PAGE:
Bob Wood is a TMO columnist and longtime financial advisor. His opinions are his own.
I want to start this article by updating a couple of previous ones with information that I came across later. First, as to the independence and objectivity of the big media outlets and what they choose to inform us about, take the time to check this post from libertyblitzkrieg.com, where we get an admission from a German journalist.
The money quote reads thusly, and you can read the entire piece online at ;
“I was bribed by billionaires, I was bribed by the Americans to report…not exactly the truth.”
– Udo Ulfkotte, a former editor of one of Germany’s main daily publications, Frankfurter Allgemeine Zeitung
That inspires the sharing of this quote;
“I have come to realize that the vast majority of decent, wonderful people have no idea how they are being hoodwinked, day in and day out, by the scum of this world. We are lied to, misled, bamboozled, suckered, cheated, misrepresented, conned, manipulated and royally screwed!
They take us to the cleaner’s day in and day out in every way possible. We, the people, pay the price of their cheating, their folly, their lying and their sheer stupidity.” Pierre Rinfret
Now as to a prior piece on fairness in our economic policies and why Capitalism seems to be failing the majority of us. Readers of recent posts in this space might be wondering why I keep espousing Socialism over Capitalism. I’m not. What I’m advocating is more balance and fairness. I assure you I am a Capitalist at heart. It’s just that what passes for Capitalism in America now is far removed from what it could, and should be.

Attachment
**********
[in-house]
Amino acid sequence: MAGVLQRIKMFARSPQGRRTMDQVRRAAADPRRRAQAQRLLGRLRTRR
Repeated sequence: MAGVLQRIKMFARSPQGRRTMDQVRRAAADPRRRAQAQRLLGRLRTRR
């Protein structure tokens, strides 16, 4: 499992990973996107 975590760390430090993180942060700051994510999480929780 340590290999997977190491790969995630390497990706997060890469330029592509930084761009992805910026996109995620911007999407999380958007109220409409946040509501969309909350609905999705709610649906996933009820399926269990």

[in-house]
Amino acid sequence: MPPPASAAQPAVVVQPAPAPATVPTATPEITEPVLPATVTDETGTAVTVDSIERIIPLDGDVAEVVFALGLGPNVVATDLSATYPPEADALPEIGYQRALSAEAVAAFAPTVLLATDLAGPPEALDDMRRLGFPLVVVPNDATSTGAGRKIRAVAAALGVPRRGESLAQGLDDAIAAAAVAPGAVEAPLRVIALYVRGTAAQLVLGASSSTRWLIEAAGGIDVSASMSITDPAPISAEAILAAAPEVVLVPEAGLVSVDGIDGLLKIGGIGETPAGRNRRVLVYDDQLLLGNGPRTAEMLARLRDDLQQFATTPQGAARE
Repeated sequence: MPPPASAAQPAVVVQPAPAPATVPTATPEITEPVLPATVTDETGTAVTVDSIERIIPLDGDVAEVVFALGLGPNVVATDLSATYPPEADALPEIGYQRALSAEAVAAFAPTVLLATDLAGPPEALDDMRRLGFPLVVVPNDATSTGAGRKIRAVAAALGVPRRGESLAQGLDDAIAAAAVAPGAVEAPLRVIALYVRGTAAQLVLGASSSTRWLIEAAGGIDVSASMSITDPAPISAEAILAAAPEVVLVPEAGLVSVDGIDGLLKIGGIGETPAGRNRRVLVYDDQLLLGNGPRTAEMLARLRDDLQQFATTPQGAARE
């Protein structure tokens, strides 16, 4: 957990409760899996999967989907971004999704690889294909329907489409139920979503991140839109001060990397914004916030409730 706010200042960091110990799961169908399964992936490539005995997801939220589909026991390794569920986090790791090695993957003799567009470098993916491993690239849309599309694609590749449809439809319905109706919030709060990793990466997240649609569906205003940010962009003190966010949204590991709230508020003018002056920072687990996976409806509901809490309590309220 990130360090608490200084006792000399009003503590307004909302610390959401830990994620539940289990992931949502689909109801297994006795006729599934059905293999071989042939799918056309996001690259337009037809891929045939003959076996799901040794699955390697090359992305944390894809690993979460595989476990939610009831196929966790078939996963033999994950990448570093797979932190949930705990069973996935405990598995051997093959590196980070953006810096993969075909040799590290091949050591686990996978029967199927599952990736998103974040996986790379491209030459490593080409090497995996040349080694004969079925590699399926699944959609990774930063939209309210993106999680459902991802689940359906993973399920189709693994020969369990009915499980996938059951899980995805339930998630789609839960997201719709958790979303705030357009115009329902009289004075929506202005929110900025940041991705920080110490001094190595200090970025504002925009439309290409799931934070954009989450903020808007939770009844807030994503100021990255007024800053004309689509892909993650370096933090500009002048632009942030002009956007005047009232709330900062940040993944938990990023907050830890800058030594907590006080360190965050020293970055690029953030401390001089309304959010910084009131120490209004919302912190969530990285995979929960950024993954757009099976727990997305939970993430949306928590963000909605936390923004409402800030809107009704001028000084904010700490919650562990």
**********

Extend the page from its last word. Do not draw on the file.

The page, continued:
Capitalism is still the best way to run an economy. Incentives matter, and generate better outcomes when offered as inducements to greater effort. Why would anyone work long hours, or risk their savings in the effort to become self-sufficient if their risk didn’t offer greater reward?
The fatal flaw in Communism was very likely the absence of greater gain in exchange for greater effort. Those most willing to strive harder for longer would easily be discouraged when seeing their deserved share denied, evenly distributed to those who made much less effort.
More discouraging would be seeing those earnings taken by government in the name of serving the greater good. Seeing others ride along for free while sacrificing nothing dimmed the hopes of the best and brightest, discouraging accomplishment.
Under a Socialist system, high achievers can still enjoy rewards commensurate with their efforts. They will feel more like ‘’their brother’s keeper’’ than if working under a purely Capitalist system, but their standard of living will still exceed that of someone making little effort.
If nothing else, a purely Capitalist system can strengthen an economy if only by showing the least motivated among us that contributing more effort is in their own selfish best interests. Work harder, contribute more, and reap a bigger share of the pie.